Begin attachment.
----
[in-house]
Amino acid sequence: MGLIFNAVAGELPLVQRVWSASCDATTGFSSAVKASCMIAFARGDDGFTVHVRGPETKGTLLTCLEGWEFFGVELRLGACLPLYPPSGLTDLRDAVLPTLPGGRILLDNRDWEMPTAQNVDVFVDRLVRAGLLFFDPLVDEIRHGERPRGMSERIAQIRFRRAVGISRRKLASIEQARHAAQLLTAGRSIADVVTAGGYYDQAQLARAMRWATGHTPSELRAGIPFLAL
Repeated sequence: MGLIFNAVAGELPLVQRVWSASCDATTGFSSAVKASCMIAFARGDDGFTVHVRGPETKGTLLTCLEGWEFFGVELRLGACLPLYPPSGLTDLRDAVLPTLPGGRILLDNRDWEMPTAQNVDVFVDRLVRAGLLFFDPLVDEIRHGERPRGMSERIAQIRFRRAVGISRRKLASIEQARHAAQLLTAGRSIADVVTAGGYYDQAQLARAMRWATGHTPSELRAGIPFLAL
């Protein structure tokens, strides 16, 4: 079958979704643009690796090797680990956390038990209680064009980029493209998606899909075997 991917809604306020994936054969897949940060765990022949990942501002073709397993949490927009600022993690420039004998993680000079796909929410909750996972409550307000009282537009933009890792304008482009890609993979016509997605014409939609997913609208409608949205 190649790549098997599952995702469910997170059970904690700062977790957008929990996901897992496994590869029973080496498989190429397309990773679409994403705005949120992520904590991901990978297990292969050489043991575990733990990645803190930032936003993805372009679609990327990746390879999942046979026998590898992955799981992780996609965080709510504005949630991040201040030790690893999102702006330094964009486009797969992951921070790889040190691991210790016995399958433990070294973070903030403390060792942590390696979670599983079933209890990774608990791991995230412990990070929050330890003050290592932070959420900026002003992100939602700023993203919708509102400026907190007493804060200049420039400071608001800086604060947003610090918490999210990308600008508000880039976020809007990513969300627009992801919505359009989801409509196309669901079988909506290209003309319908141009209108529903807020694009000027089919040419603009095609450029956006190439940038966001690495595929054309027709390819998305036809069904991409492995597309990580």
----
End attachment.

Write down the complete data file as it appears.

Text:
[in-house]
Amino acid sequence: MGLIFNAVAGELPLVQRVWSASCDATTGFSSAVKASCMIAFARGDDGFTVHVRGPETKGTLLTCLEGWEFFGVELRLGACLPLYPPSGLTDLRDAVLPTLPGGRILLDNRDWEMPTAQNVDVFVDRLVRAGLLFFDPLVDEIRHGERPRGMSERIAQIRFRRAVGISRRKLASIEQARHAAQLLTAGRSIADVVTAGGYYDQAQLARAMRWATGHTPSELRAGIPFLAL
Repeated sequence: MGLIFNAVAGELPLVQRVWSASCDATTGFSSAVKASCMIAFARGDDGFTVHVRGPETKGTLLTCLEGWEFFGVELRLGACLPLYPPSGLTDLRDAVLPTLPGGRILLDNRDWEMPTAQNVDVFVDRLVRAGLLFFDPLVDEIRHGERPRGMSERIAQIRFRRAVGISRRKLASIEQARHAAQLLTAGRSIADVVTAGGYYDQAQLARAMRWATGHTPSELRAGIPFLAL
């Protein structure tokens, strides 16, 4: 079958979704643009690796090797680990956390038990209680064009980029493209998606899909075997 991917809604306020994936054969897949940060765990022949990942501002073709397993949490927009600022993690420039004998993680000079796909929410909750996972409550307000009282537009933009890792304008482009890609993979016509997605014409939609997913609208409608949205 190649790549098997599952995702469910997170059970904690700062977790957008929990996901897992496994590869029973080496498989190429397309990773679409994403705005949120992520904590991901990978297990292969050489043991575990733990990645803190930032936003993805372009679609990327990746390879999942046979026998590898992955799981992780996609965080709510504005949630991040201040030790690893999102702006330094964009486009797969992951921070790889040190691991210790016995399958433990070294973070903030403390060792942590390696979670599983079933209890990774608990791991995230412990990070929050330890003050290592932070959420900026002003992100939602700023993203919708509102400026907190007493804060200049420039400071608001800086604060947003610090918490999210990308600008508000880039976020809007990513969300627009992801919505359009989801409509196309669901079988909506290209003309319908141009209108529903807020694009000027089919040419603009095609450029956006190439940038966001690495595929054309027709390819998305036809069904991409492995597309990580």